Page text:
Consultants are in the final stages of crafting a master plan that would guide the types of lighting the City could deploy around the central business district and in Southtown.
The consulting firm, St. Louis-based Randy Burkett Lighting Design, has spent much of this year working with the City and CPS Energy to survey the downtown area and get feedback from affected businesses, neighborhood associations, property owners, and other stakeholders. Local consulting engineering firm Alderson & Associates has been supporting the study.
The goal has been to develop recommendations for adequate lighting along streets, parks, alleys, and building facades – all to reduce glare and maintain safety for pedestrians and motorists in the city center. Randy Burkett, company president and design principal, said a wide range of factors have gone into the making of the lighting plan.
"The streets are really important, and there are many things that are baked into this – sky glow, light pollution, light trespassing – technology can balance those concerns," Burkett said. "Then we have to balance that with historic [preservation] concerns, appearance, aesthetics – all that has to go into the stew pot of solutions."
Burkett said the draft master plan will go through a final round of review by various City departments, CPS Energy, and stakeholders throughout the rest of October and November. Consultants will then evaluate feedback from those parties. Ideally, City Council would study the final version of the plan before the end of the year, Burkett said.
City officials would decide from there how best to pursue suggested lighting strategies, including partnerships with business and property owners.
More than 40 people attended the latest community meeting on the urban lighting master plan Tuesday night at Acenar restaurant. Some of Tuesday's meeting covered the more technical aspects consultants have been applying to their examination of neighborhoods in downtown and Southtown, including the River North, Lone Star, and Lavaca communities, which were split into zones distinguished by traffic volume.
The plan will feature recommendations for lighting intensity, color temperature, and light pole heights, all of which will vary according those zones.
The objective, the consultants said, is to provide illumination that is aesthetically pleasing, functional, and adequate for the levels of vehicular and pedestrian traffic in a certain area – The higher the traffic and pedestrian traffic, the higher the intensity.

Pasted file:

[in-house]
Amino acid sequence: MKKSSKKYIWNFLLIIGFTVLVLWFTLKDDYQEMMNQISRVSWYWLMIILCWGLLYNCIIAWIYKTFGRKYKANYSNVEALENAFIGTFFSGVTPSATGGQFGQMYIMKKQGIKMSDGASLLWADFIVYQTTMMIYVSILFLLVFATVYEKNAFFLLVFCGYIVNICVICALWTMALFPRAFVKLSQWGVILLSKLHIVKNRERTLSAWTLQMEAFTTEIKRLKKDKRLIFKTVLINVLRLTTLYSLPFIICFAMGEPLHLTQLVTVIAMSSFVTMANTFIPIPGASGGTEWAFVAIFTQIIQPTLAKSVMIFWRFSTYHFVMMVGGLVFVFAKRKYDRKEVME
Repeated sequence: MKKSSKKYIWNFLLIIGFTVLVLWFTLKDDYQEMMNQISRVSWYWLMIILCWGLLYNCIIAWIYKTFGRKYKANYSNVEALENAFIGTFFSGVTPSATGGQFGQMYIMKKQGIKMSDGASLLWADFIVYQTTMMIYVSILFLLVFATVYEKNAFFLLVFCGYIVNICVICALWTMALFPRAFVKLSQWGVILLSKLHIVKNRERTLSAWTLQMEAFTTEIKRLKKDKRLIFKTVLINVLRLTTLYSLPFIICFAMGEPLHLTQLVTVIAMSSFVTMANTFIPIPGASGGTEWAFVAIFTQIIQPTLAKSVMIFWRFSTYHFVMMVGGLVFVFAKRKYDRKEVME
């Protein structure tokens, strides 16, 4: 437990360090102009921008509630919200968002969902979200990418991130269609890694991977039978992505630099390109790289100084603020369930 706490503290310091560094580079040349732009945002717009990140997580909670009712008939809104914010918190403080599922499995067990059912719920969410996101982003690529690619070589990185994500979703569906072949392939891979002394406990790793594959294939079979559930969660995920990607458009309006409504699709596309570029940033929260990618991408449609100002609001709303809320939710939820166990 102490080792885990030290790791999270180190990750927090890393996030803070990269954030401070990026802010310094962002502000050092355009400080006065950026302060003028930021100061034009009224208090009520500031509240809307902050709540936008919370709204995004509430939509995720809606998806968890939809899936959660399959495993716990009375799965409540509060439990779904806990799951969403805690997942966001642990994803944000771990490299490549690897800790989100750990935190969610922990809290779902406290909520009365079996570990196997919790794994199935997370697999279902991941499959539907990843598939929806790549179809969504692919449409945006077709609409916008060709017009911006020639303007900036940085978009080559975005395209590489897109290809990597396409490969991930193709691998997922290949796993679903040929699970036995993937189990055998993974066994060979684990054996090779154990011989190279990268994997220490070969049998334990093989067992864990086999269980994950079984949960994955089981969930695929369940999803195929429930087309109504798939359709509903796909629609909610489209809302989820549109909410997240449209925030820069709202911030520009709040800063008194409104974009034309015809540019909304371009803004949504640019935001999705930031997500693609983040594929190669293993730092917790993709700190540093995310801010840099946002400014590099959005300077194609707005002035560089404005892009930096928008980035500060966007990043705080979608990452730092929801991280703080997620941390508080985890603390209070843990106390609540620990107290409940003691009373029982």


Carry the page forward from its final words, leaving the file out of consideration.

For example, neighborhoods south of Cesar Chavez Boulevard would see single-source lighting measuring 2500K, or Kelvin on the color temperature scale. Much of the central business district and River North would merit lighting measuring 3000K, and well-traveled pedestrian and vehicular pathways of Cesar Chavez, and Houston, Commerce, and Santa Rosa streets in downtown would demand higher intensity around 3000K-3500K.
For perspective, many household fixtures use lights measuring 2700K, or warm incandescent, to 3500K, or household fluorescent.
Burkett Lighting designer Rich Fisher said proper lighting for intersections is important. The plan will recommend the City ensure that lighting intensity and color temperature are relatively consistent within the immediate area.
"We want to keep the difference from one street to another within 1000K," Fisher said. That way drivers can easily discern what lies ahead of of them as they proceed from one intersection to the next, he added.
Another key, consultants said, is to ensure glare is cut down in public rights-of-way and along buildings and other fixtures. Glare is debilitating, Burkett said. "It makes it more difficult for your visual system to function."
Burkett and his colleagues will also recommend efficient ways to retrofit or replace specific lights, especially decorative ones or those in historic areas or near landmark buildings.
Other recommendations will cover adequate lighting for parks, alleys, underpasses, and building facades. Even canopies, tree lighting, and seating in public spaces, such as those along rivers and lakes, can benefit from efficient lighting.
Burkett said alleys and underpasses are typically underutilized, adding that cities and property owners could improve illumination or use colorful, timed lighting in such spots to make the immediate area more inviting for merchants, customers and pedestrians.
Following the presentation, many of the attendees took a walking tour of a few structures, including the Municipal Plaza Building and Plaza de Armas, where consultants temporarily installed styles of lighting that could enhance building facades and nearby street and sidewalks.
Richard Thelen, who lives near St. Paul Square, said he likes what he sees in the plan, and hopes the City will install more effective lighting in his neighborhood soon.
"The reason we came here was because of the glare in St. Paul Square," Thelen said. "We're wondering if that's going to improve. From what they're suggesting, it sounds like it will. How long will it take to get done? That's what we're wondering about."